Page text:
The man in charge of the policing operation for the London Olympics has promised to learn the lessons of last summer’s riots in preparing for the Games and will extensively monitor social media for signs of protest and disorder.
Chris Allison, the Metropolitan police assistant commissioner and national Olympic security co-ordinator, also revealed that he had successfully appealed to chief constables around the country to postpone cuts to certain key areas until after the Games. He said cuts of about 20% to national policing numbers would not affect his ability to deliver during the Games. Up to 12,000 police will be dedicated to policing on the busiest days of the Games, with about 9,500 of them in the capital.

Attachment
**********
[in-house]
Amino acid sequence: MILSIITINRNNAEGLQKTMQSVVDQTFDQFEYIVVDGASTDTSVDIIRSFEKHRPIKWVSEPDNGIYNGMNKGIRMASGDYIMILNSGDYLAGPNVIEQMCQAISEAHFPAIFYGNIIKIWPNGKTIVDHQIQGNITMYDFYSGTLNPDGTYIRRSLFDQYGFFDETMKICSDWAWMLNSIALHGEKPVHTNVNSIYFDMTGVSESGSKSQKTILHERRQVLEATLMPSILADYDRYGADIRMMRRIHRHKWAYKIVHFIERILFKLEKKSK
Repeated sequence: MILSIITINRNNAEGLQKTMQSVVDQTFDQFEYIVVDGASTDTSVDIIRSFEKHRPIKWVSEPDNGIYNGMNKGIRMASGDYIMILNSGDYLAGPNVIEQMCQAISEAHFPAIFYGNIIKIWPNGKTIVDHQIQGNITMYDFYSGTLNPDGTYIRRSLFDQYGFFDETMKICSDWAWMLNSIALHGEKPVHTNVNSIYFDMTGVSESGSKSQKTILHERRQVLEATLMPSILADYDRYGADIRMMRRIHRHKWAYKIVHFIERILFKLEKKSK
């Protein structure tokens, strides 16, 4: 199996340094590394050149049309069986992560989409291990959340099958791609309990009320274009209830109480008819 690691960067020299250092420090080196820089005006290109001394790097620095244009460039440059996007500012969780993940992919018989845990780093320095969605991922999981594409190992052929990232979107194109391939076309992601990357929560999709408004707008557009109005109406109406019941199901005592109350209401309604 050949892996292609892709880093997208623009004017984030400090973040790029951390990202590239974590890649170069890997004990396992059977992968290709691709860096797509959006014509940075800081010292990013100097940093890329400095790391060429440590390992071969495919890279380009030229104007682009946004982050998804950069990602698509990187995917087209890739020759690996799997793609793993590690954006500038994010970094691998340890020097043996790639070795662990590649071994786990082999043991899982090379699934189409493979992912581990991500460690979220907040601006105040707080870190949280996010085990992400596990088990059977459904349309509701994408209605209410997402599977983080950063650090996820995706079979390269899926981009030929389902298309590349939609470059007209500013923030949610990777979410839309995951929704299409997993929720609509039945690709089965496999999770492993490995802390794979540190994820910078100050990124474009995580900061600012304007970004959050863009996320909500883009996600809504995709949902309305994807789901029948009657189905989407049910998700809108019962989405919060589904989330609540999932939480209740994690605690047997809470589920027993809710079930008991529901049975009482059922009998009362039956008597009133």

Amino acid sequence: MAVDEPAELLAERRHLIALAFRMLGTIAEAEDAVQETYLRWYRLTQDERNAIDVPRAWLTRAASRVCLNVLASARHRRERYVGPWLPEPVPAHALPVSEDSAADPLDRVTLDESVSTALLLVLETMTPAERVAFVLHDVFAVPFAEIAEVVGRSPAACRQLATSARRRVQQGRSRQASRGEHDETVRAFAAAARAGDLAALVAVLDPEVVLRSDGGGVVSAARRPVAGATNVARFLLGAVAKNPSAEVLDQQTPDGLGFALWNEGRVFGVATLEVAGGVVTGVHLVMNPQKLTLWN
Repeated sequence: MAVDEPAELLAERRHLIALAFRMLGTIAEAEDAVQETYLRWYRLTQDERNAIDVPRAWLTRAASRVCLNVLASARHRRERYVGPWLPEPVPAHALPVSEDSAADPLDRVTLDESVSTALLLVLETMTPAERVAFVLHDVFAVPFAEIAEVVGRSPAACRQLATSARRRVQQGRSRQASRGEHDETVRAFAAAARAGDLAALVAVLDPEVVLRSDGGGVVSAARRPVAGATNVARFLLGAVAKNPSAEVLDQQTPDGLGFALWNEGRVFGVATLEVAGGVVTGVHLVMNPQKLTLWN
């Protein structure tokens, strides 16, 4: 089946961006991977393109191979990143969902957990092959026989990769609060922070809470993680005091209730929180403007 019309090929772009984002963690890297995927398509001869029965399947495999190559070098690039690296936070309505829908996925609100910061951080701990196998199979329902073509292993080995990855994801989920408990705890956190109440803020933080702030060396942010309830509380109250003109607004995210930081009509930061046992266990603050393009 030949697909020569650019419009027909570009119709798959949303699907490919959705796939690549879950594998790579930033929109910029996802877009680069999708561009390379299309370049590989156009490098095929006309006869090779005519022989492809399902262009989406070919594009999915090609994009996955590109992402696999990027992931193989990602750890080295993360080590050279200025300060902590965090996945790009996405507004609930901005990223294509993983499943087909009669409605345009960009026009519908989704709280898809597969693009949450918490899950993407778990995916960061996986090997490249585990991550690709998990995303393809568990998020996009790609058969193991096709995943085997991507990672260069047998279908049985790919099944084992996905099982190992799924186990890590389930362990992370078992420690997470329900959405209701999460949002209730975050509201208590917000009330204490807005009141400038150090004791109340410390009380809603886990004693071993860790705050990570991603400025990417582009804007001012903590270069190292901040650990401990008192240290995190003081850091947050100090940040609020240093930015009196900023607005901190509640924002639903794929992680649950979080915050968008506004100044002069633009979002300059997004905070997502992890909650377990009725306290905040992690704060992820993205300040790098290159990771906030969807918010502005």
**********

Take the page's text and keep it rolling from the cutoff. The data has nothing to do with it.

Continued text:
“The plea I made to chief constables was that in specialist areas – firearms, explosive detector dogs, mounted police – could they phase those reductions after the Games. We will have the skills we need during the Games,” he said in an interview with the Guardian.
Case Study: Social Media Law Enforcement "Piecing together the Vancouver Riot timeline"